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New Line Cinema
Official Site
Director: Irwin Winkler
Producers: Irwin Winkler, Rob Cowan
Written by: Mark Andrus
Cast: Kevin Kline, Kristin Scott Thomas, Hayden Christensen, Mary Steenburgen, Jena Malone, Jamey Sheridan

Rating: out of 5

I’m very fond of Kevin Kline—though I tend to prefer his SOPHIE’S CHOICE-type performances to his A FISH CALLED WANDA-oeuvre—so I passed up the chance to view the latest Coen Brothers’ movie in order to watch LIFE AS A HOUSE. I still want to see that Coen Brothers’ film, but all in all, it was an evening well spent. For a movie I liked, though, there’s remarkably little to be said.

Kline plays George, a Luddite architect and loner whose raggedy-ass beachfront shack is a continuing affront to the rest of the residents of his affluent L.A. neighborhood. George is slipping through his life literally and figuratively untouched. Robin (Scott Thomas) divorced him 10 years ago, taking his son Sam (Christensen) and eventually marrying a really decent company man. George gets up and goes to work, comes home and sleeps, and does it all over again the next day, without variation. One day, however, differs from the relentless march of time. George’s boss, tired of his inability to join the present (i.e., use a computer), fires him. A while later, after a cathartic tantrum, George collapses on the street and winds up in the hospital, where we learn that he has terminal cancer. No spoiler: This all happens pretty early, in fact, it’s what drives the story.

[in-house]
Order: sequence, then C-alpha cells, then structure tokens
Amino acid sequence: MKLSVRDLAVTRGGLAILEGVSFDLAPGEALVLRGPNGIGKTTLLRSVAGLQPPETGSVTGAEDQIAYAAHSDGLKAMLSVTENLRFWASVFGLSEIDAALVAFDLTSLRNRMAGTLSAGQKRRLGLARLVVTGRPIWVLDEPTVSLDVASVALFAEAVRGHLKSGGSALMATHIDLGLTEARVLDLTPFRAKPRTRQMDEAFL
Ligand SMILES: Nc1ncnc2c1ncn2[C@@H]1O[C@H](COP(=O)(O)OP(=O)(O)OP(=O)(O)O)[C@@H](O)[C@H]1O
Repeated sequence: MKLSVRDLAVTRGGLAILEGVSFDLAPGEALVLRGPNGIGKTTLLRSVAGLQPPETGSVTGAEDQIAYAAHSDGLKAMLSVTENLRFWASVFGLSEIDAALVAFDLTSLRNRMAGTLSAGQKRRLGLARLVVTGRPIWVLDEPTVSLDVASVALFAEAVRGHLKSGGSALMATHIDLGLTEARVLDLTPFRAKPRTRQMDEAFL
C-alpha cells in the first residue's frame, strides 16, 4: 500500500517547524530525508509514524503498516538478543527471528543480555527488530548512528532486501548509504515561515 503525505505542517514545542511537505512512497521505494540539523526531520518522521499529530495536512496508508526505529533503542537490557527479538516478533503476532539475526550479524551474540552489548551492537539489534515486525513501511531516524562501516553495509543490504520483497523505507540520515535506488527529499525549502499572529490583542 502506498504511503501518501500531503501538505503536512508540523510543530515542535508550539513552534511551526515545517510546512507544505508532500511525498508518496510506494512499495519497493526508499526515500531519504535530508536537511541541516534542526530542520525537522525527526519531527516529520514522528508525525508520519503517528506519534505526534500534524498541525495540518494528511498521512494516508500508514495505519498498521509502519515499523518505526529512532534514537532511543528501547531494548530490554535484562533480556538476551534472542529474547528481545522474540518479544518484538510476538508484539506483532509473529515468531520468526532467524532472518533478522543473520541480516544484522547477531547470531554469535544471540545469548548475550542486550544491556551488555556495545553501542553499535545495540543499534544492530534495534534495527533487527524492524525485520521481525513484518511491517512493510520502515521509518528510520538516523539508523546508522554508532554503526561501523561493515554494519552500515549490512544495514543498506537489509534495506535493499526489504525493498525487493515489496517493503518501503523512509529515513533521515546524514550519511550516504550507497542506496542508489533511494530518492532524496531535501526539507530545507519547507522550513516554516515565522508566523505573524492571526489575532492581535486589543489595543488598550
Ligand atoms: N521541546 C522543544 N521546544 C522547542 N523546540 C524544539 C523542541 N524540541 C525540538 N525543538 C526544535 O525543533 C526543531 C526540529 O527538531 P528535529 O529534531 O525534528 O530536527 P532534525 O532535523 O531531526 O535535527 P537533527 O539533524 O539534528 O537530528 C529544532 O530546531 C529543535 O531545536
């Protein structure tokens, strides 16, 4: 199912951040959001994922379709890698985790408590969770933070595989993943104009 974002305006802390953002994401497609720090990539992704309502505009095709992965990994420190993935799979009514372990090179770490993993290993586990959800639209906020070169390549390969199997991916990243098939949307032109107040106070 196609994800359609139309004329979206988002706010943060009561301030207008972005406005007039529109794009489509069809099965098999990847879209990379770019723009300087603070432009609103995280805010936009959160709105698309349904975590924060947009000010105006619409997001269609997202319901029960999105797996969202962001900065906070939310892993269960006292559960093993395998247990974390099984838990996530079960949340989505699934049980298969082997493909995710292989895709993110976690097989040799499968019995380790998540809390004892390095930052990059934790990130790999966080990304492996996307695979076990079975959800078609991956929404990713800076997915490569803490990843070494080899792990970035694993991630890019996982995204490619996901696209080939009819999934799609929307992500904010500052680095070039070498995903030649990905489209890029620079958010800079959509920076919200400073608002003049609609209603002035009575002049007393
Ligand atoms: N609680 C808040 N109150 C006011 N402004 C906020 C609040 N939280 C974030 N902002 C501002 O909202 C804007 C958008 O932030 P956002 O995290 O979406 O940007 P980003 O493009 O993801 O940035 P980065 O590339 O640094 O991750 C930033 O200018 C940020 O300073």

So what would you do if you only had a few months of life left? George decides to tear down his shack and build the house he’s been talking about for 20 years. Nice, if unsubtle metaphor for the just-do-it theme of LIFE AS A HOUSE (which complements the get-off-your-ass moral of Richard Linklater’s WAKING LIFE, currently in theatres). George travels the path to redemption with his troubled, sexually confused son.

Naturally, George wakes up and finally lives. Unsurprisingly, Sam turns out to be an okay kid at heart. And Kristin Scott Thomas is beautifully tawny and teary-eyed in yet another fine performance. Kline’s George is as stripped-down and graceful in near-death as we all hope we would be. And there’s nothing wrong, really, with Robin’s husband, Peter (Sheridan)—he’s just not George. But then again, that’s not unreasonable. People lose at love all the time, whether they do anything wrong or not, whether they have repellent habits or not. It just happens. The point of this lovely story is to not settle for the kind of life that just happens to you.

This is the type of predictable-yet-worthwhile story that makes you think, “I’ll bet the book is a fantastic read!” (As far as I can tell, there’s no source novel to turn to. Here’s something you don’t see every day—a movie you’ll wish someone would turn into a book.) While this movie is a tad too neat, a little too pat, if you’ve been craving film fare with a believable emotional core, you’ll be glad you watched LIFE AS A HOUSE.

—Roxanne Bogucka, an ACTION GIRL!

hybridCinema Ratings Guide:

Take a pal and pay full price for both tickets.

It’s worth a full-price ticket.

It’s worth a matinee ticket.

Wait for video rental.

Check out the video from the library, if you must.

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